Sunday, 3 April 2011

Classic study: LaPiere (1934) on discrimination

Will a person's attitude towards other races always be matched by their actions?

Richard LaPiere wanted to find out about prejudice towards towards the ethnic Chinese community in America in the 1930s, at a time of strong prejudice following large-scale immigration. Previous to the research, he and a Chinese student had entered a hotel in a small Californian town with some concern about whether they would be accommodated, but obtained rooms with ease. Some months later he telephoned the hotel to ask if they would accommodate ‘an important Chinese gentleman’ and were told a definite ‘No'. This event stimulated the study.


Over the next two years LaPiere took several trips with the student and his wife, both of whom were ‘charming and personable’ and were also of Chinese origin. Both spoke unaccented American English.

On a 10,000 mile trip, they were received at 66 hotels and ‘tourist homes’ and rejected only once; they were served in 184 restaurants and cafes, receiving good service in 72 of them.

The Chinese-Americans made the reservations or orders, but LaPiere had not told them the research aims, and instead made excuses to be absent at the vital moment!

Overall, little discrimination was found. However, 6 months later a questionnaire was sent out to every one of the establishments visited, asking “Will you accept members of the Chinese race as guests in your establishment?”. Out of 251, 128 replied.  92% said ‘no’ to the question (LaPiere, 1934).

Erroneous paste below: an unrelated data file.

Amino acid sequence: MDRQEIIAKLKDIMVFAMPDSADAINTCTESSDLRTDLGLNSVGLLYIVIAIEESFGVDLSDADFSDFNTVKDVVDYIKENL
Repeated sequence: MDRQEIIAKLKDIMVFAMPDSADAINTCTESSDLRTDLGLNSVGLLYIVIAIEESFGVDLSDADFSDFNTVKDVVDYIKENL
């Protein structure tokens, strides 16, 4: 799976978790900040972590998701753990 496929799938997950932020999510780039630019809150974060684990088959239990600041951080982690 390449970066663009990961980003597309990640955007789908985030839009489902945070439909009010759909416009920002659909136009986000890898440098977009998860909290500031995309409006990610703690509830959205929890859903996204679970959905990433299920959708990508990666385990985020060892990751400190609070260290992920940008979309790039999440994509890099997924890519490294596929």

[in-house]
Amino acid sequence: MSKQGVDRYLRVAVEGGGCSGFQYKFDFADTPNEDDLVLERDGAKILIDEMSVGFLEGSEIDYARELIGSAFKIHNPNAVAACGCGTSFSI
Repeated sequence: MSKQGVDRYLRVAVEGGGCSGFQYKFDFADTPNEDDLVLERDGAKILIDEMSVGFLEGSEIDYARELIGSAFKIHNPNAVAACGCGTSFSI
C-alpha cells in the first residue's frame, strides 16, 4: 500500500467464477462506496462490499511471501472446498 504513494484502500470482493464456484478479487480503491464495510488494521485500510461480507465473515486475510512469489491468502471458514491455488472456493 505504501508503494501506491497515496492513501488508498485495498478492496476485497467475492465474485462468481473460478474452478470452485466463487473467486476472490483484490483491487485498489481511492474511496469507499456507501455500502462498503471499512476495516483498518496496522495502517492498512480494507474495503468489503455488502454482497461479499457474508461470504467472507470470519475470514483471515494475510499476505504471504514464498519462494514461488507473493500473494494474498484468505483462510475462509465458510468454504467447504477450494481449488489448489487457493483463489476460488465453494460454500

It appeared that what people say they will do is often very different from how they actually behave! LaPiere concluded that people responded more to appearance and self-confidence rather than race. It may seem strange that people claimed to be racist when they actually were not. Nowadays, we might be more concerned about the opposite pattern - people who claim not to be prejudiced, when their behaviour suggests otherwise. Either way, though, the key theoretical issue is that attitudes do not always match actions.

A broader issue shown by this study is that prejudice depends strongly on the social norms of the society. While immigration from Asia was an issue that caused concern among the majority in 1930s California, nowadays the targets of prejudice have changed. Fiske et al. (2000) surveyed attitudes among University of Massachusetts undergraduates in the early 2000s, asking them about over 20 groups; they noted that the lowest level of warmth was expressed towards Arabs, Hispanics, the rich, feminists, poor Whites, poor Blacks, and (lowest of all) welfare recipients.


The study is limited in several ways. Perhaps the biggest flaw is that there is no guarantee that the members of staff who replied to questionnaires (possibly management) were the same as the ones who served the guests. There was also no investigation into why people made the choices that they did when answering the questionnaire.


Fiske, S. T., Cuddy, A. J., Glick, P. and Xu, J. (2002). A model of (often mixed) stereotype content: competence and warmth respectively follow from perceived status and competition. Journal of Personality and Social Psychology, 82(6), 878-902.

LaPiere, R.T. (1934). Attitudes v’s actions. Social Forces, 13, 230-7.


  1. excellent look at the la pierre study, helped with my prejudice essay for higher psychology, thank you.

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